Disruptive Innovation Often Comes From Unexpected Places

Click here to read an original op-ed from the TED speaker who inspired this post and watch the TEDTalk below.

As a mathematician, Max Little hasn't spent most of his career in a doctor's office or a hospital, but with a pad and pencil or behind a laptop. And yet it is he who has crafted a radically lower cost and more ubiquitous method for diagnosing Parkinson's.

Steve Jobs loved music, but hadn't spent his life as a disc jockey. He was not a professional musician or a stereo hardware designer and he didn't focus on music marketing. That is, until he and his team at Apple released the iPod. What Jobs did have was a deep respect for the consumer music experience, and with his knowledge on business and technology, he devised a business model that forever changed the industry and its customers.

Two doctors in Western Australia, far from the center of the world's cutting edge medical research, discovered that most ulcers were caused by bacteria -- not stress or acid as previously assumed -- and that they could easily and quickly be treated. And yet when Drs. Warren and Marshall proposed this idea, they were ridiculed and their research grant proposals uniformly rejected. In the end, they were right and went on to win the 2005 Nobel Prize for their discovery and for bringing permanent relief to millions of sufferers.

This isn't a coincidence. If innovation in America is to reverse the "death march" that Peter Thiel, founder of PayPal and first investor in Facebook, believes that we are on then we need to understand where truly disruptive innovation comes from. And it is not found in the usual places nor sourced in the typical way.

In trying to solve a problem, we default to the set of knowledge and experience each one of us has. New or novel ideas or approaches are not readily considered. - Maura O'Neill

Why isn't it found in the usual way? Because we are often too narrow minded to see or pursue the faster, better, and cheaper alternative. Why is that, given that the financial and fame returns can be so enormous? It turns out that our brains are hard-wired for narrow-mindedness.

What do I mean by hard-wired? Every day, we are bombarded with thousands of visual and auditory inputs per minute. As I sit at my desk I have photos hanging on the wall, a window which looks out over the building across the street, a white board with a list of urgent items, a desk cluttered with computers, water glasses, papers and books. There is a TV tuned to a key U.S. Senate Foreign Relations committee hearing and I can hear the din of my colleagues' conversations. And I haven't even moved.

With the advent of technology that connects us to everyone and everything all the time, it is only getting worse. So our brains have evolved to dump most of what we see, quickly categorize the rest, and file it all away in our long term memory using our brain's equivalent of the Dewey Decimal system.

Why did we evolve this way? For survival. From our Cro-Magnon ancestors until now, we immediately need to figure out whether something in front of us is friendly or could harm us. That is why most of the processing in our eyes and our brains is done in fractions of a second -- fast and frugal so we can assess the threat. Our brains are clever. They have custom designed a search and retrieval system for each of us that is not dissimilar to how Google or Bing work. This system is based on what we have learned (our equivalent of web pages) and how often we have experienced it (the frequency of how often those pages are viewed). The more we see, hear, touch or smell something, the more hard-wired in our brain it becomes.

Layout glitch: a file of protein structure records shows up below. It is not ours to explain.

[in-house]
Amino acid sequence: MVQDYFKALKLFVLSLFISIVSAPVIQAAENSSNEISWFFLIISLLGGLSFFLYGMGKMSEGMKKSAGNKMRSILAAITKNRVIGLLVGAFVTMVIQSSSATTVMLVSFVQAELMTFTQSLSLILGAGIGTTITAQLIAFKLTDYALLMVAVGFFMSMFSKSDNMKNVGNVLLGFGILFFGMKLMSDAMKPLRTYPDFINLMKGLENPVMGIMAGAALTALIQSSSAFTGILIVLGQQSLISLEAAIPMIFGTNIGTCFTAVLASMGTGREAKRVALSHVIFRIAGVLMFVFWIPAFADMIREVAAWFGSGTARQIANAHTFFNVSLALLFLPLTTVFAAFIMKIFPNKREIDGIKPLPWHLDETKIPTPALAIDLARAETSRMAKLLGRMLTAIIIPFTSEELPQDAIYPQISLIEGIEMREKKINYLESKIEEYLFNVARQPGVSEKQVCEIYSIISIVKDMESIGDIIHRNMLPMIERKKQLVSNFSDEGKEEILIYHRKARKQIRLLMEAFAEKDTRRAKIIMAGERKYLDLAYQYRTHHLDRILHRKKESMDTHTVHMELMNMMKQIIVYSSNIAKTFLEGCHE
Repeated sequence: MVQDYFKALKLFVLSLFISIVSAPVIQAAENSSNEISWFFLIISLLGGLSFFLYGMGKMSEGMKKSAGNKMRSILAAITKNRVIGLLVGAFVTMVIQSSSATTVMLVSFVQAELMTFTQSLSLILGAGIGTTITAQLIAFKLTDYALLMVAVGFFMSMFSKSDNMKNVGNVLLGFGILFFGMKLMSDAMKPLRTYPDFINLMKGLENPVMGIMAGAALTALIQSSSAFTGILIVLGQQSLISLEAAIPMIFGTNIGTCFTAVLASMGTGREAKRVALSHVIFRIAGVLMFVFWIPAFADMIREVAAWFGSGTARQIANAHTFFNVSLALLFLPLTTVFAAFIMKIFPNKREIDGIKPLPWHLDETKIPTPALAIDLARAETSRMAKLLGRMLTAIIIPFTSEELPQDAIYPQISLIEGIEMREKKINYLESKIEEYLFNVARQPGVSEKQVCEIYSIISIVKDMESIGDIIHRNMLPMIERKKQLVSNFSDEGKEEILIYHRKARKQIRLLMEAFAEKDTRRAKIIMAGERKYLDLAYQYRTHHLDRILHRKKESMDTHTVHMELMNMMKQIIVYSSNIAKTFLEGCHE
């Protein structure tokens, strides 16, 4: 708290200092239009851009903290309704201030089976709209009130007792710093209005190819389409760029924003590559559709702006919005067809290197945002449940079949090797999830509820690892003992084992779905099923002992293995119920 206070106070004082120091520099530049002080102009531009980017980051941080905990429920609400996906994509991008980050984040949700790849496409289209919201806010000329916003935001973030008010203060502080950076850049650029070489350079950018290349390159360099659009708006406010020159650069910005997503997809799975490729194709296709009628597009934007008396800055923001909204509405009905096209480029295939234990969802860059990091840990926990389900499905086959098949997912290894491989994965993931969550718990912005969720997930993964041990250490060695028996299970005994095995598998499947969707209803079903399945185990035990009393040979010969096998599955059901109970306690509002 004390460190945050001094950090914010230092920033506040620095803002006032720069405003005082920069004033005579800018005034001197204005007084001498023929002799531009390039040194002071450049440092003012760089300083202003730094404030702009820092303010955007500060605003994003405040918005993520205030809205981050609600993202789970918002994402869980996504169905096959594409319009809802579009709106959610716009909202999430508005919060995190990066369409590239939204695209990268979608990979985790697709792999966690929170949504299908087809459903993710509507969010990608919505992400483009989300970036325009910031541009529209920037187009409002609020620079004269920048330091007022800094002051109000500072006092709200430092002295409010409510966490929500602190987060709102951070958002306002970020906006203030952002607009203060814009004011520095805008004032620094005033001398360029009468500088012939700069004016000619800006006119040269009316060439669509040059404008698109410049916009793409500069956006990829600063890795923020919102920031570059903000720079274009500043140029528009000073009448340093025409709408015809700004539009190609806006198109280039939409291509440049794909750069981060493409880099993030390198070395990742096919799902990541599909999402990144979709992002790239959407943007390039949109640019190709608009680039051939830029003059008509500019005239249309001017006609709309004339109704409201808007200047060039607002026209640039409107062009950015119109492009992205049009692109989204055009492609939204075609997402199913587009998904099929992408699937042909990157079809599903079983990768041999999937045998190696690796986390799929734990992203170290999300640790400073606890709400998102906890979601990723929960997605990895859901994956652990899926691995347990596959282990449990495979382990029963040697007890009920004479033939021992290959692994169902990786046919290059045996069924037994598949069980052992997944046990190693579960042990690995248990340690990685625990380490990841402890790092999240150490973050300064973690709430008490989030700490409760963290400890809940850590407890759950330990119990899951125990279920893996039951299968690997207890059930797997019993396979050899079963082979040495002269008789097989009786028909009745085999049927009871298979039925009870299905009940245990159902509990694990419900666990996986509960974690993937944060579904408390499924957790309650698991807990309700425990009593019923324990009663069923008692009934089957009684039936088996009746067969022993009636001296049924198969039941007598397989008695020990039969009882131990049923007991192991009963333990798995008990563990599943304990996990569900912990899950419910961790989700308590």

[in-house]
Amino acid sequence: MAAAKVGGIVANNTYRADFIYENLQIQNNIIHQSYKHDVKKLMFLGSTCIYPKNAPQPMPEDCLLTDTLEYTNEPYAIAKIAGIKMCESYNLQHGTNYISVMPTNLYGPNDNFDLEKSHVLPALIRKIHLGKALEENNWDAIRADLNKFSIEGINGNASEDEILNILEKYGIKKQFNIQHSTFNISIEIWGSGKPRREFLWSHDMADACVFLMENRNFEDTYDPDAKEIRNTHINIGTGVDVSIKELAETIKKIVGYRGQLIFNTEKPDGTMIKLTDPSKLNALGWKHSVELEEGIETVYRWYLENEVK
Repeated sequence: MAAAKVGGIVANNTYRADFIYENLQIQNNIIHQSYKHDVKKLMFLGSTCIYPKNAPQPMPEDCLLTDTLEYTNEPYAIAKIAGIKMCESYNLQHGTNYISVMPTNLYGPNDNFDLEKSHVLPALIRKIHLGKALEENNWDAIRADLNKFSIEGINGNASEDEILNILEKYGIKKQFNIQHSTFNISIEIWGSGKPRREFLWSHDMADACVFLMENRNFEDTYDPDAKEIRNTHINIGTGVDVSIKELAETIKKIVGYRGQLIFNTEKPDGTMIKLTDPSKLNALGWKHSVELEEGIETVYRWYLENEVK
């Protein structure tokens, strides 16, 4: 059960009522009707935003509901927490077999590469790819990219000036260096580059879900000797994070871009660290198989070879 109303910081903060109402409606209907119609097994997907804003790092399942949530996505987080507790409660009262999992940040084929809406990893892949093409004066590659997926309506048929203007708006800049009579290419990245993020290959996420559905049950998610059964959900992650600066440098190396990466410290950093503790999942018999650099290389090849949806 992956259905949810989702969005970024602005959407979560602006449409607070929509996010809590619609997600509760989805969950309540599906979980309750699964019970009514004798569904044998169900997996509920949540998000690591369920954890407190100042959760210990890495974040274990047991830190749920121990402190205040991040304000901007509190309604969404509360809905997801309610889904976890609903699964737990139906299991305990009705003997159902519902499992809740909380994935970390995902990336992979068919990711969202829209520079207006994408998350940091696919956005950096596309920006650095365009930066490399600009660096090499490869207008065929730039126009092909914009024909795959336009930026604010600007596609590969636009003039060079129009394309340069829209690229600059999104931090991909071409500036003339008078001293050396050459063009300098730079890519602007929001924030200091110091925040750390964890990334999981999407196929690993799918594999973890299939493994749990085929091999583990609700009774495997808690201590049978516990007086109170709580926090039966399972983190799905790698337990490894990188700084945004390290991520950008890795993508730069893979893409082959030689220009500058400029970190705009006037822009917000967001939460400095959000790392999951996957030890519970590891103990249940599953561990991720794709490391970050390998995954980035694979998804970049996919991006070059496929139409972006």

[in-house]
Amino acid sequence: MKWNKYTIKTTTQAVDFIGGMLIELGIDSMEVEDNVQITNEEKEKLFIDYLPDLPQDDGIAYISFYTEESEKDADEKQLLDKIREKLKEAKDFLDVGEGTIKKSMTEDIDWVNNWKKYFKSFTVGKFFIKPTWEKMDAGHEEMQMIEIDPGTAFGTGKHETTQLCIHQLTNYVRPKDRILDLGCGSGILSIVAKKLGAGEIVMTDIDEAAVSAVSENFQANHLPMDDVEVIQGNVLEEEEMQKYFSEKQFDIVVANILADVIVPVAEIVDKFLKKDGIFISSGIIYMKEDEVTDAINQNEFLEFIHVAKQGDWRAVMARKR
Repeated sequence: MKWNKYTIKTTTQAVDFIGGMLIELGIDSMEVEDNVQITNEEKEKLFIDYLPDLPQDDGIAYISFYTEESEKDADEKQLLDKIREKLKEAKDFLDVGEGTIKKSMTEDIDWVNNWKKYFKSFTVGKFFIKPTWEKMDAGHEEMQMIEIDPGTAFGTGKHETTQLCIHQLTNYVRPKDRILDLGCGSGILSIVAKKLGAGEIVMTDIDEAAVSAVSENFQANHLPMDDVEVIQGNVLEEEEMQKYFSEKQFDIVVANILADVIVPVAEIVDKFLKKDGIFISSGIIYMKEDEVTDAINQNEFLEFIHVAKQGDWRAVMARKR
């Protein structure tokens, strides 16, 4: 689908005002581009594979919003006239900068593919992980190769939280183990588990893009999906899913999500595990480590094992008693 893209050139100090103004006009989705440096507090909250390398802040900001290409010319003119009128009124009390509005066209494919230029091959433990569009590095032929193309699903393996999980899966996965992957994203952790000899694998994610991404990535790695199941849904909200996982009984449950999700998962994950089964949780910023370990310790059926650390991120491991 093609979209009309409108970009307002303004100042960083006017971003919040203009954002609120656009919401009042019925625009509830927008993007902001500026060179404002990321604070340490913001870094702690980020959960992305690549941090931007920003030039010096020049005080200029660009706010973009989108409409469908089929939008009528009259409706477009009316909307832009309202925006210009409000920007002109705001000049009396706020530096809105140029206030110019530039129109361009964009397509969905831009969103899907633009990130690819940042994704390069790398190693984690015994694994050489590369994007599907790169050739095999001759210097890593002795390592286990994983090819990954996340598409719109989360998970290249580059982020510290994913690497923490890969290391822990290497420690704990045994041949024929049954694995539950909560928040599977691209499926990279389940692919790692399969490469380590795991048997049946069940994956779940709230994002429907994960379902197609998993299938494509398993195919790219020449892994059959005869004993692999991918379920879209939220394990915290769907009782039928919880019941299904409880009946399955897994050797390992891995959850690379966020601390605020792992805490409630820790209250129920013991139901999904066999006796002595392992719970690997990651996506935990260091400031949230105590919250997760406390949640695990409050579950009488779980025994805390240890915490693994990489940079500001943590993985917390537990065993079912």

This kills innovation. In trying to solve a problem, we default to the set of knowledge and experience each one of us has. New or novel ideas or approaches are not readily considered. Our world-class higher education system too often reinforces that approach. In order to earn a Ph.D. or get tenure, you must discover something that hasn't been discovered before. People think many of the big ideas have been discovered -- gravity, shape of the earth, DNA or that the next big idea will take decades to figure out.

Charles Darwin published his Origin of Species 28 years after he began his historic voyage... but our well-meaning advisors point us in the direction of greater and greater specialty so we can finish in 3-7 years rather than 28. Discovering more about something we already know a lot about becomes the typical approach. This happens all the time in both business and government. Looking for incremental improvements has become the focus thanks to the relentless pressure of quarterly earnings or two-year election cycles.

At USAID, we develop methods to specifically source and scale innovations that achieve faster, cheaper and more durable health, food, and economic prosperity without long-term donor support. We aren't doing it alone. USAID knows that partnerships with businesses, non-profits, other donors, and local institutions that mashes up our different skills and assets is the key to accelerating progress.

Want to find the next disruptive technology or approach as Max Little appears to have done? Become a voracious reader of a wide variety of disciplines, including fiction. And create teams like the one Max is on that have much more diverse skill sets and experiences. We have barely begun to discover the big ideas. We are counting on you for the next one.